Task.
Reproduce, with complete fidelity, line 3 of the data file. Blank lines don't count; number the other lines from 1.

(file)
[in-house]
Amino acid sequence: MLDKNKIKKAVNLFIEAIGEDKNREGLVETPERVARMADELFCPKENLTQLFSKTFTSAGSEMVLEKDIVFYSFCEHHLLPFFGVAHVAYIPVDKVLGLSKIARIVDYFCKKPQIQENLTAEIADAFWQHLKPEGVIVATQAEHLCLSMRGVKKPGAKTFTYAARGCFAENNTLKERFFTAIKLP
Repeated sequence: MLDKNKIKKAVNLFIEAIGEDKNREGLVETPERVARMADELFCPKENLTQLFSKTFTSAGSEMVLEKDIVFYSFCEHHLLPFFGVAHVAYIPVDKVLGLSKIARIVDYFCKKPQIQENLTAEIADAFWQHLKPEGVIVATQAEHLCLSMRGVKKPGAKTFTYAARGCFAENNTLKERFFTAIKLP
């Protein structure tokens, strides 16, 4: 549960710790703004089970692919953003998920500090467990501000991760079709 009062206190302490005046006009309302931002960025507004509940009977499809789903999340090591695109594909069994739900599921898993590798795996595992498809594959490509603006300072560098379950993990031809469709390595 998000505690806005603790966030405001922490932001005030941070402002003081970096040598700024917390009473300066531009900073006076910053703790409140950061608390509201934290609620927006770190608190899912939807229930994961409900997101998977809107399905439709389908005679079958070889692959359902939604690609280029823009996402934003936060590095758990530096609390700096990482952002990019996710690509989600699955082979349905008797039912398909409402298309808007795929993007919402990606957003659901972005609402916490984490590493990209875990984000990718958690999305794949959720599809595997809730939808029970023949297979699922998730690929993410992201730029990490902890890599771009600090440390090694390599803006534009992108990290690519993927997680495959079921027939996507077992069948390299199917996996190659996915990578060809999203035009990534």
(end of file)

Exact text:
Repeated sequence: MLDKNKIKKAVNLFIEAIGEDKNREGLVETPERVARMADELFCPKENLTQLFSKTFTSAGSEMVLEKDIVFYSFCEHHLLPFFGVAHVAYIPVDKVLGLSKIARIVDYFCKKPQIQENLTAEIADAFWQHLKPEGVIVATQAEHLCLSMRGVKKPGAKTFTYAARGCFAENNTLKERFFTAIKLP